Every parent experiences feeding their little ones in a different way. Things like cultural perspectives, a child’s growth, and typical family food choices are just a couple of the factors that go into how a parent experiences feeding their child. Of course, Sally next door doesn’t help when she comments on how your child eats or a grandparent decides to have their say. Let’s just agree that every single parent wants to feed their child well and to the best of their ability.
While we know that encouraging children to eat a variety of foods can be challenging, there are choices we can make as parents to slowly and steadily encourage healthy eating habits. Setting up a positive eating environment opens the doors to promoting healthful food choices without the fight.
Division of Responsibility
The Ellyn Satter Institute offers evidenced based resources for establishing a positive eating environment that encourages kids to eat well. Her website and books are extremely helpful. A few big take home points are:
- As parents, we have a few jobs: to offer our kids a variety of healthy foods at regular times throughout the day and in places that signify eating time (in a high chair or at the dinner table).
- Kids have an important job: what to eat and how much of it to eat.
When we as parents do our job, kids have more opportunity to do their job well. We can further encourage kids by offering positive reinforcement. When your child tries a new food for the first time, you might say “Way to go! You are a good taster!” Behaviors that encourage eating such as self-feeding, sitting nicely in their seat, and trying new foods are all worthy of positive re-enforcement. Steer clear of battles and force feeding as these can derail any improvements that have been made. When meal time can be a positive place to experience food, the whole family benefits.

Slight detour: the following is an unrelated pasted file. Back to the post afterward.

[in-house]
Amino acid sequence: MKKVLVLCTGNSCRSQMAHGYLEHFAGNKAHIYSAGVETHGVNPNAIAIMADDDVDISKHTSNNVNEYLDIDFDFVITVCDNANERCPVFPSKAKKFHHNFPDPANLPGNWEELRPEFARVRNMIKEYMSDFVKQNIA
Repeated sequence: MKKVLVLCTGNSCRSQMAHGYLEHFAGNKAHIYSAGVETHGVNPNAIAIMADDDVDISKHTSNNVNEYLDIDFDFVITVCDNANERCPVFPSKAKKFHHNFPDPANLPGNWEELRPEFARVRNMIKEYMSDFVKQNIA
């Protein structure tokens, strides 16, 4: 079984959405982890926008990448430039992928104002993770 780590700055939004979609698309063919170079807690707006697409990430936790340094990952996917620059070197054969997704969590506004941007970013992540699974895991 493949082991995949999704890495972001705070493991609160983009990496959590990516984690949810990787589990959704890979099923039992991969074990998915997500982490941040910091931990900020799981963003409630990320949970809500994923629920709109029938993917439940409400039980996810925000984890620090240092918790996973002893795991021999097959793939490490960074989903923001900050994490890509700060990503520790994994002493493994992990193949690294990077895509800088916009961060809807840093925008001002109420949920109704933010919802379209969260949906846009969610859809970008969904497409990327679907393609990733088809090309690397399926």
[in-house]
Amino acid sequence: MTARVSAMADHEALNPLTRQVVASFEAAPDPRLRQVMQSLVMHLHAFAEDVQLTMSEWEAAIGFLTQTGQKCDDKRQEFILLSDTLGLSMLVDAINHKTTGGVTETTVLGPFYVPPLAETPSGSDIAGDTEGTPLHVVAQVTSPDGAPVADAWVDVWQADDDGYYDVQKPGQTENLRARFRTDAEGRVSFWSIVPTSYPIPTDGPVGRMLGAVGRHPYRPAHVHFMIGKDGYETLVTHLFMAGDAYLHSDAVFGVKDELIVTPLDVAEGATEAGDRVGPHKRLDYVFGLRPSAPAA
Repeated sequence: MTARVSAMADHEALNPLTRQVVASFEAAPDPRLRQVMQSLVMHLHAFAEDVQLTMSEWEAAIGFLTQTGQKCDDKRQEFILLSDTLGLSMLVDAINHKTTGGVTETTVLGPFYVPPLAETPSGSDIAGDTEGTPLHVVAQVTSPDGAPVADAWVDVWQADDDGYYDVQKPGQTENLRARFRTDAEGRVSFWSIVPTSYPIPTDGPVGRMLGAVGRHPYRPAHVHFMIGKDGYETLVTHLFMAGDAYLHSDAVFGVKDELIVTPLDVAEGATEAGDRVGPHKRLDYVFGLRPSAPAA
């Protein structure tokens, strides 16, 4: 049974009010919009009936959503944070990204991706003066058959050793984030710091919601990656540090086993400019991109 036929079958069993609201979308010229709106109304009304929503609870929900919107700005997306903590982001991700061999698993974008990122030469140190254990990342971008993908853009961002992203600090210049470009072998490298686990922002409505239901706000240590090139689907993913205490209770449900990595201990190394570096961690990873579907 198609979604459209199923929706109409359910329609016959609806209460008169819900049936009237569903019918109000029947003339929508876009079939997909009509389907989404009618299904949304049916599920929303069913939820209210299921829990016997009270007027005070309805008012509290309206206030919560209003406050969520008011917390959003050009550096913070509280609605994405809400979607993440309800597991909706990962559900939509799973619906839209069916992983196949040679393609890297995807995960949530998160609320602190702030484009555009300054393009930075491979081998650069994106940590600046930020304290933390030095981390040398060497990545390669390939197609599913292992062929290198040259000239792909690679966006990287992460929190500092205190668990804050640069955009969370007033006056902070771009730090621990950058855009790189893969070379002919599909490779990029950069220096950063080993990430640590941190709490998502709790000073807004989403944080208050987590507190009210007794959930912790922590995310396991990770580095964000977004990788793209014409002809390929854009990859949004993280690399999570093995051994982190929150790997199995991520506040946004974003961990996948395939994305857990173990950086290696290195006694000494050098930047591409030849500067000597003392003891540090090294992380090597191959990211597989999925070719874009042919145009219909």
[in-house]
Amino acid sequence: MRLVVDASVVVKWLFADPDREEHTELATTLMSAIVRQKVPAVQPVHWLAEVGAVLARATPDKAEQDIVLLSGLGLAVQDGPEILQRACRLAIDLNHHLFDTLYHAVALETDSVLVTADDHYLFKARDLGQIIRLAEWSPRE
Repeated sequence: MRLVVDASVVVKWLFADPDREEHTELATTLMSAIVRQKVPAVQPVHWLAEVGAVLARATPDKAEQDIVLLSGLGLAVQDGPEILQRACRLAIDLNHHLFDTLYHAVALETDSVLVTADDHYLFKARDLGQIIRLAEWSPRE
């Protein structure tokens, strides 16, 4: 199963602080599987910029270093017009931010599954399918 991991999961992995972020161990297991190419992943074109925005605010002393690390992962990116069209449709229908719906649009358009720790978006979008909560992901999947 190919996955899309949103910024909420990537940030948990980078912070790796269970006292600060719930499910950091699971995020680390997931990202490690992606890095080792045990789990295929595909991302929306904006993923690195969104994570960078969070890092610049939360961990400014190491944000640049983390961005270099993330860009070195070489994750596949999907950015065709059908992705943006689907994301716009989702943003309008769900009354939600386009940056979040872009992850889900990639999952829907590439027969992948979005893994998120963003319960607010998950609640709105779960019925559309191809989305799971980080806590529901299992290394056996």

Where Attention Goes Energy Flows
Differential attention is a theory that uses the adult’s attention to teach children positive behaviors, eating and beyond. Young children seek attention and do not yet have the skills to determine attention as good or bad. If they receive negative attention, they may continue to seek that attention since it is still, after all, attention. This theory at work in real life might look like this:
- You are sitting at dinner with a toddler who is playing with their bib and banging their spoon on the table
- Ignore the behavior by turning your gaze away or speaking to another person at the table (of course, assuming that nothing dangerous is happening).
- Once the child stops using his spoon as a drum stick and starts taking bites of food, return your attention to the child by looking them in the eyes and chatting with them.
If done consistently, the child learns that positive behaviors receive attention.
Make Tasting a Game
In the evidence-based approach called “Tiny Tastes”, a child is repeatedly exposed to a variety of foods (especially typically disliked foods such as vegetables). It is like a game where the parent and child are both offered tiny bites. First, the parent takes a bite and offers something they liked about it. Then the child takes a tiny bite. The child understands that if the food is disliked, it can be spit out.
This approach can be used at any meal time with the foods being offered to the family. It can also help to have several foods offered that may not be a favorite and the child can choose which one to taste. We know it can take 10-15 exposures to a food for it to become familiar enough to be accepted. All the more reason to regularly offer foods regardless of whether or not they are “liked”.
Teaching healthy and wholesome eating habits is not accomplished overnight. Looking at the long game is key! By starting with a positive eating environment, food likes can be worked out over time.